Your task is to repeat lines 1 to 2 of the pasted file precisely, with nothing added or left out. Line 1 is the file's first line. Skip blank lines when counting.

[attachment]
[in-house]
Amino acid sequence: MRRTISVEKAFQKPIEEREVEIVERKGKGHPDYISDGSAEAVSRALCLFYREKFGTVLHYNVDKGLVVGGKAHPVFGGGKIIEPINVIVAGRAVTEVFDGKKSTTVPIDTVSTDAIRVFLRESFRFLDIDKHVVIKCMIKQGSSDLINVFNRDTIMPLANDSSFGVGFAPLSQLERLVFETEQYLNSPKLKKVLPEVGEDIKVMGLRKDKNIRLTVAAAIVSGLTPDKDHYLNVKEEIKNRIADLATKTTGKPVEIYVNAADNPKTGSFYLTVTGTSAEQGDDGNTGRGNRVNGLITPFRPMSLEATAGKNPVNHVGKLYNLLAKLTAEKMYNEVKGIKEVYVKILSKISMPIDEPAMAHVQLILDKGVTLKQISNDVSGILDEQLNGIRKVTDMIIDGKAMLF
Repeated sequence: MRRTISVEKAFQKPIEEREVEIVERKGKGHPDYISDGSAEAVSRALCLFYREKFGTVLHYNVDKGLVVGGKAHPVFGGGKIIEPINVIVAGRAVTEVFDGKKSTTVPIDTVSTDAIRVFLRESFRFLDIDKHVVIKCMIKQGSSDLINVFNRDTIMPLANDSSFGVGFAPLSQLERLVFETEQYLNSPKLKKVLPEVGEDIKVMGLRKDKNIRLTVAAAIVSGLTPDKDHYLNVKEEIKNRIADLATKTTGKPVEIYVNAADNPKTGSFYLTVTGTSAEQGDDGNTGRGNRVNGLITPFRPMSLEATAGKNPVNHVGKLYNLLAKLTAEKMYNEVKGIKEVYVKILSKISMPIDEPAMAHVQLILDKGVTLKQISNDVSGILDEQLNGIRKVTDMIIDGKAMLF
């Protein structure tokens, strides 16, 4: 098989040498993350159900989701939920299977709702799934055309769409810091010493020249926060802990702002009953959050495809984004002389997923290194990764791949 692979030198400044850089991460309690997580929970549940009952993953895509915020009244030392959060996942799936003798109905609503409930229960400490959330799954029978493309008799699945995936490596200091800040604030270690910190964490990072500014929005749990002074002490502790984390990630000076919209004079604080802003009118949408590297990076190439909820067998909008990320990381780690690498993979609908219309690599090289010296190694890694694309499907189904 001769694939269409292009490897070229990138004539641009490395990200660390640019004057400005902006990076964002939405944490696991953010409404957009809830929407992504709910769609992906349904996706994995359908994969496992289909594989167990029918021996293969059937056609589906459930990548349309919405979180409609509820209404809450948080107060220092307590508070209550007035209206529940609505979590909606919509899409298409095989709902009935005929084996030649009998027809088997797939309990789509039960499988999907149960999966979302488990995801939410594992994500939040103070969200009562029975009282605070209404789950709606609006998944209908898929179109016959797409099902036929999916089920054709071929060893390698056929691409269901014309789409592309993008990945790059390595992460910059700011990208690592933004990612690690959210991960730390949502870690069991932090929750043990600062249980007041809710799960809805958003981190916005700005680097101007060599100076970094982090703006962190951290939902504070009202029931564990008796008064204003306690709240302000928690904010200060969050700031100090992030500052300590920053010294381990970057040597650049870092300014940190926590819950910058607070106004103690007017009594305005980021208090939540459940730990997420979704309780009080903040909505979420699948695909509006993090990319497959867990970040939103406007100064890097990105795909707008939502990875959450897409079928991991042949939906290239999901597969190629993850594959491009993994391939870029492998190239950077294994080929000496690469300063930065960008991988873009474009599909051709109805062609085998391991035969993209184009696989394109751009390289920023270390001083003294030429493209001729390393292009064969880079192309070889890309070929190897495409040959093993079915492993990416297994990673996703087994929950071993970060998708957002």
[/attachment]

[in-house]
Amino acid sequence: MRRTISVEKAFQKPIEEREVEIVERKGKGHPDYISDGSAEAVSRALCLFYREKFGTVLHYNVDKGLVVGGKAHPVFGGGKIIEPINVIVAGRAVTEVFDGKKSTTVPIDTVSTDAIRVFLRESFRFLDIDKHVVIKCMIKQGSSDLINVFNRDTIMPLANDSSFGVGFAPLSQLERLVFETEQYLNSPKLKKVLPEVGEDIKVMGLRKDKNIRLTVAAAIVSGLTPDKDHYLNVKEEIKNRIADLATKTTGKPVEIYVNAADNPKTGSFYLTVTGTSAEQGDDGNTGRGNRVNGLITPFRPMSLEATAGKNPVNHVGKLYNLLAKLTAEKMYNEVKGIKEVYVKILSKISMPIDEPAMAHVQLILDKGVTLKQISNDVSGILDEQLNGIRKVTDMIIDGKAMLF